Challenges of the Probate Homestead

Debbie Cunningham recently wrote an article for Headnotes, a publication by Dallas Bar Association, titled “Challenges of the Probate Homestead.” You can click on the link for the full article or continue reading below.

On the face of the issue, the probate homestead is quite simple and straightforward. Estates Code Chapter 102 provides clear direction on how to handle a decedent’s homestead. In summary, the surviving spouse has the right to occupy or use the homestead for the balance of his or her lifetime. The surviving spouse and children have the same rights in the homestead property whether it is separate or community property. Ownership of the property transfers according to the terms of a will or the laws of descent and distribution. The homestead is exempt from certain debts, but not secured debts on the property. Finally, the homestead may not be partitioned among the heirs during the lifetime of the surviving spouse as long as the spouse elects to use or occupy the property.

This right of occupancy is treated like a life estate. As such the surviving spouse must pay the expenses of upkeep, repairs, property taxes and mortgage interest. The title holder is responsible for the casualty insurance premiums and mortgage principal. This is all fairly straightforward when the titleholder and surviving spouse are either the same person or friendly parties, but that is not always the case. If the transfer happens according to the terms of a will and as part of a plan, all the parties may know their role and implement the process seamlessly.

When the homestead vests in someone other than the surviving spouse, the relationship of the parties can turn everything on its head. When the transfer is the result of the laws of descent and distribution, the blended family that once got along may find themselves on opposite sides of the issue. The decedent’s children will own part or all of a house that the stepparent has a right to live in for life. They receive an inheritance that cannot be occupied or liquidated and comes with financial obligations.

Things can be especially difficult in a scenario where there is a mortgage with escrowed taxes and insurance. Do the parties make separate payments to the mortgage company and trust the other party to be timely? Will the mortgage company accept partial payments from multiple sources monthly? Does someone make the payment and count on reimbursement? The surviving spouse may be a co-signer on the loan, which then causes concerns about the impact of late payments on a credit score.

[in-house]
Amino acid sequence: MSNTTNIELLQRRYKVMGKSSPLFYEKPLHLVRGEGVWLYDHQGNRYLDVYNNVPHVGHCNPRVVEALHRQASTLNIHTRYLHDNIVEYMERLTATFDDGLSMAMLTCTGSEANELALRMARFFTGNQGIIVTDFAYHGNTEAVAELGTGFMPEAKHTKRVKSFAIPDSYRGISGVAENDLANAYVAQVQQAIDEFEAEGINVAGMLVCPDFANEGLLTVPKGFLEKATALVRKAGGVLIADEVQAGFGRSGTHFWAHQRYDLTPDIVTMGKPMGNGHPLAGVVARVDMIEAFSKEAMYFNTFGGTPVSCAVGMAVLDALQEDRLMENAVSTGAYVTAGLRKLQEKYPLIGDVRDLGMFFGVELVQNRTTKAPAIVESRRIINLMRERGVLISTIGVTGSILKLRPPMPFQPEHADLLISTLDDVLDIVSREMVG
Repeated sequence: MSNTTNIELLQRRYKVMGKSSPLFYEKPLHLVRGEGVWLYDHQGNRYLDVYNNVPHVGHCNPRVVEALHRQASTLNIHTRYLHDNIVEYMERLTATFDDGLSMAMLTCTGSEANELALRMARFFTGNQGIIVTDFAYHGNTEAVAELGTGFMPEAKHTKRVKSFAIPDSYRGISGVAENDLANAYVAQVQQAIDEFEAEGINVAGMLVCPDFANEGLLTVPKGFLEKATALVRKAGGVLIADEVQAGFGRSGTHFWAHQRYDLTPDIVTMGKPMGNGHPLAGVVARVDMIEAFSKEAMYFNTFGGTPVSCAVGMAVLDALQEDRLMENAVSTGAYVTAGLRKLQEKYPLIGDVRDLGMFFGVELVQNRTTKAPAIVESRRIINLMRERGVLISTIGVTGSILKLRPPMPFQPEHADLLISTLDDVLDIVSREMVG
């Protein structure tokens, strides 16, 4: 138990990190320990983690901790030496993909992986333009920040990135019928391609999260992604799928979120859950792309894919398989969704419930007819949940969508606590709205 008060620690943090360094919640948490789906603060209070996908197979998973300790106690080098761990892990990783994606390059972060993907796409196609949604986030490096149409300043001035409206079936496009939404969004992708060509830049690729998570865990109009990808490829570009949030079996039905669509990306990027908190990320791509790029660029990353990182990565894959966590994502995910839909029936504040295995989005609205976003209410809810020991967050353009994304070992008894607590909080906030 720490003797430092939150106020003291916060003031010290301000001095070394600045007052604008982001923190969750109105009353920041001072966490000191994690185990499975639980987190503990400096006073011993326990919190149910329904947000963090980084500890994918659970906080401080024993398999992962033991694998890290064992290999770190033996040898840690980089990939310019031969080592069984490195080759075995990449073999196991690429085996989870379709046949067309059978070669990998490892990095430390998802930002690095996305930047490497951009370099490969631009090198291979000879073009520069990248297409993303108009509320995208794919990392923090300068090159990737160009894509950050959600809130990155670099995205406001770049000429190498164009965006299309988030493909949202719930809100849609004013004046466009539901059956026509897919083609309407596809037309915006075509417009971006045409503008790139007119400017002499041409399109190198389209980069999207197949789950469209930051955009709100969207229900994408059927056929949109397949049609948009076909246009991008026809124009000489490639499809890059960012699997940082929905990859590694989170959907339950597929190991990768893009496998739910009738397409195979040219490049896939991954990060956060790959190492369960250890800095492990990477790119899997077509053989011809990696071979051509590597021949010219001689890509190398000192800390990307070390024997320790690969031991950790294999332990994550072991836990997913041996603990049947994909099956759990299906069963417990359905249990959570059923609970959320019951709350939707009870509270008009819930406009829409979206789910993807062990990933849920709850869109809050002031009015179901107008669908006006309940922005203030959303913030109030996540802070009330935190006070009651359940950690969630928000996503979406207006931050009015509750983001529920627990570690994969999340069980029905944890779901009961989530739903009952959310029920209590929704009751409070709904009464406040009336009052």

The opposite may also be true. A surviving spouse who cannot afford to remain in the home may be content to await foreclosure and forced eviction. This could leave the children facing the loss of their inheritance or with additional financial obligations.

Furthermore, the right of occupancy and use is not limited to occupancy by the surviving spouse. Renting the property to a third party is an acceptable use that preserves the surviving spouse’s homestead rights. This may leave the title holders uncomfortable about the long term impact on the property, which leads to the issue of waste. Waste is defined as “permanent harm to real property, committed by tenants for life or for years, not justified as a reasonable exercise of ownership and enjoyment by the possessory tenant and resulting in a reduction in the value of the interest of the reversioner or remainderman.” Moore v. Vines, 474 S.W.2d 437, 439 (Tex. 1971). Thus renting and other activities may result in litigation allowing a court to determine if the surviving spouse’s actions or the actions of his tenants are harming the interest of the title holder.

There are numerous ways the parties could address these issues ahead of time. Specific provisions in pre- or post-marital agreements and wills could prevent most or all of these issues. Provisions such as assignment of all property costs to the surviving spouse or requiring an exchange of assets to prevent bifurcation of the homestead occupant and vested owners would help. Additionally, there are other vehicles to circumvent these issues, including but not limited to, life insurance. Insurance could cover ongoing costs of the property, allow for purchase of the property rights from either party or serve as the inheritance in lieu of the property.

As a final thought, I see many unanswered questions on the horizon due to the Windsor ruling. What happens if the currently unrecognized marriages of same-sex partners become recognized? These new surviving spouses will gain homestead rights, but may not have wills or agreements of any kind. If they do have cohabitation agreements, marital agreements or wills, they may not address this issue sufficiently or at all.

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Law Offices of Debbie J. Cunningham

Debbie Cunningham is an Irving attorney providing affordable estate planning to the Dallas/ Fort-Worth areas. She understands the steps you should take to protect yourself and your loved ones. Debbie is family-focused and wants to ensure her clients are fully informed on the options that are available for their families. Debbie’s own blended family has given her valuable insights into the complexities of family dynamics.

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